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SPLTRAK Abstract Submission
Treatment of Immune Thrombocytopenia with the Spleen Tyrosine Kinase Inhibitor Fostamatinib: Restoring Hemostatic Balance While Avoiding a Prothrombotic State
Ivy Altomare1, Vadim Markovtsov2, Leslie Todd2, Dheepika Weerasinghe2, Robert P Numerof2, Sandra Tong2, Esteban Masuda2, James B Bussel3
1Duke University School of Medicine, Durham, NC, United States/2Rigel Pharmaceuticals, Inc., South SanFrancisco, CA, United States/3New York Presbyterian Hosp. Weill Cornell Medical Center, New York, NY, United States

Background: While immune thrombocytopenia (ITP) is associated with bruising and bleeding, a two-fold higher risk of venous thromboembolic events (TEEs) was observed in chronic ITP patients compared to the general population.1 ITP patients have higher levels of prothrombin fragments 1+2, D-dimer, PAI-1 and soluble P-selectin, which may contribute to a procoagulant profile.2,3 Increased risk of TEEs is associated with: age >60 years, diabetes, hypertension, coronary disease, history of TEEs, anti-phospholipid antibodies, chronic kidney disease, male sex, prolonged corticosteroid use, use of thrombopoietin receptor agonists (TPO-RAs) and splenectomy. Fostamatinib is a spleen tyrosine kinase (SYK) inhibitor, approved for the treatment of adults with ITP, and prevents platelet phagocytosis by inhibiting SYK signaling in macrophages. In a mouse model of acute stroke, platelet-specific SYK deficiency protected mice from aortic thrombosis. These mice also showed diminished size of brain infarctions.4 These results were duplicated using a SYK inhibitor.4 TPO-RAs promote platelet production and may be associated with an increased risk of TEEs (Table 1).
Objectives: We reviewed the incidence of TEEs in ITP patients during fostamatinib clinical studies and published TPO-RA studies.
Methods: We reviewed the incidence of TEEs with fostamatinib and TPO-RAs during published phase 3 clinical trials and post-phase 3 extension studies (Table 1).
Results: Published fostamatinib clinical trials included 146 ITP patients. Additional risk factors for TEEs were age >65 years in 37 (26%), splenectomy in 51 (35%), and male sex in 58 (40%). Total fostamatinib exposure was163 patient-years. One TEE (0.7%) was reported, a transient ischemic attack in a patient with pre-existing atherosclerosis, which spontaneously resolved. In published TPO-RA studies in ITP, the incidence of TEEs ranged from 0 to 9% (Table 1).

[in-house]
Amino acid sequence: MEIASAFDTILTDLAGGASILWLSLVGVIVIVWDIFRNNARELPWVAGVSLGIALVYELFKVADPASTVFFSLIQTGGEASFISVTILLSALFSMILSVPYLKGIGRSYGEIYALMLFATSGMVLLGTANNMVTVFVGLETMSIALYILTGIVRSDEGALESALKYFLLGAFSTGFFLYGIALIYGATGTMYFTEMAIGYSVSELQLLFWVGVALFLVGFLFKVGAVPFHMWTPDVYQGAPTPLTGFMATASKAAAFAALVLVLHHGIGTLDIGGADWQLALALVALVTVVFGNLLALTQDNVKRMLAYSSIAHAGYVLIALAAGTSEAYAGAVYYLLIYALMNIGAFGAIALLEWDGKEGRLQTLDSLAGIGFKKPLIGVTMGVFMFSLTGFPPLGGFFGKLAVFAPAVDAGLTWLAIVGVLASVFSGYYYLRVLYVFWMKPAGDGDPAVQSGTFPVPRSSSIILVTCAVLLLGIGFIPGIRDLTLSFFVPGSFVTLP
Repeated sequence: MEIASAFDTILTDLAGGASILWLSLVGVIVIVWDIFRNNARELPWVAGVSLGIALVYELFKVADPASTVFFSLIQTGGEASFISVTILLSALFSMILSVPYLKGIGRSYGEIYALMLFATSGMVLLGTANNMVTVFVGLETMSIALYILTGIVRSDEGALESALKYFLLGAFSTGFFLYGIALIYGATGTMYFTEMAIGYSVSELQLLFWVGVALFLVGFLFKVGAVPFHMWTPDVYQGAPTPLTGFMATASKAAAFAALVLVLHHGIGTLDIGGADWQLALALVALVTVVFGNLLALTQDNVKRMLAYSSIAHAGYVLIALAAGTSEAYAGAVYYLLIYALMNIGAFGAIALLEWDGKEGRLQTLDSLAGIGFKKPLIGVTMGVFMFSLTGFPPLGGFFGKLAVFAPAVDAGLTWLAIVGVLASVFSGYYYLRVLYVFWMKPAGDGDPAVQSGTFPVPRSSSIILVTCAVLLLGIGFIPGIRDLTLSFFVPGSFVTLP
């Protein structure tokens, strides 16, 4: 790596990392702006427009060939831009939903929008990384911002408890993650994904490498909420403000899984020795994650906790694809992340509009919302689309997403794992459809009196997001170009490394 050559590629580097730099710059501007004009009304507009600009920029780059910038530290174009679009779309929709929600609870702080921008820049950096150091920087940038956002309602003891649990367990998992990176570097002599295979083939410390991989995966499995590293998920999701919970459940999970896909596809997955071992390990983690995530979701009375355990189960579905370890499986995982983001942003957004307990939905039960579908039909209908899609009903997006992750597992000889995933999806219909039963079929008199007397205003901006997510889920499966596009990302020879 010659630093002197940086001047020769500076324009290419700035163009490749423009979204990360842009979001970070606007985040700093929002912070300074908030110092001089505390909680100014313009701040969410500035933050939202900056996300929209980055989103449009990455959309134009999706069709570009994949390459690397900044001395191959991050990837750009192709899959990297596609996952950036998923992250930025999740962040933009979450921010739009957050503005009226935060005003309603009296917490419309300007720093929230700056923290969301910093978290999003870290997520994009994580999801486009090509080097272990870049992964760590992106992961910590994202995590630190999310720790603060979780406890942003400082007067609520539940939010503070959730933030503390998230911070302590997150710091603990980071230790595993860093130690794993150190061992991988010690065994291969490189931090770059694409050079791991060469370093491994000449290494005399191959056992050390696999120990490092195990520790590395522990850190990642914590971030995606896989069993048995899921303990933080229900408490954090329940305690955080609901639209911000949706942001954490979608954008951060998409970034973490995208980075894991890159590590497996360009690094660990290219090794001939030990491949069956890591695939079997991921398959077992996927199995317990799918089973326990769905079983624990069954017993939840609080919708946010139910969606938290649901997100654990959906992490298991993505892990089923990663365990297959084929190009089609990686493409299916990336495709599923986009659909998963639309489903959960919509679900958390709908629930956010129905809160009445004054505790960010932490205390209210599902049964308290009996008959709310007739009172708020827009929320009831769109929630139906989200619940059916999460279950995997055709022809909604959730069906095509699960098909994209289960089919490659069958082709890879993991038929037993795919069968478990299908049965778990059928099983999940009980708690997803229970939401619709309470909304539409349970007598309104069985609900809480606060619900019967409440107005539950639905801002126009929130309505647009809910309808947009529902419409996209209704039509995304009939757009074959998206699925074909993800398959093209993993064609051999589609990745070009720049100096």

Discussion: We observed a rate of TEEs of <1% in ITP patients who received fostamatinib compared with a rate of up to 9% in ITP patients who received a TPO-RA. TPO-RA treatment may cause an increase in PAI-1, P-selectin, and elevate microparticles and platelet apoptosis, all of which can promote the incidence of TEEs in ITP.2,3 By contrast, SYK is a key signaling component of the ITAM receptors GPVI and CLEC-2 in platelets. GPVI and CLEC-2 are not necessary for hemostasis but play an important role in thrombosis. In vivo experiments have shown that SYK inhibition with R406, the active metabolite of fostamatinib, reduced both GPVI and CLEC-2 mediated platelet aggregation with minimal effect on hemostasis.5 Thus, SYK inhibition by fostamatinib may reduce platelet destruction and decrease the risk of TEEs in ITP.
Summary: This analysis of the Phase 3 and extension studies in ITP shows a lower incidence of TEEs with fostamatinib in comparison with TPO-RAs. Additional studies are needed to prospectively confirm the protective role of fostamatinib.
1. Rodeghiero F. Am J Hematol, 2016. 91: 39-45.
2. Garabet, L., et al. Platelets, 2019. 30: 206-12.
3. Justo Sanz, R., et al. Thromb Haemost, 2019. 119: 645-59.
4. van Eeuwijk JM, et al. Arterioscler Thromb Vasc Biol, 2016. 36: 1247-53.
5. Spalton, J.C., et al. J Thromb Haemost, 2009. 7: 1192-9.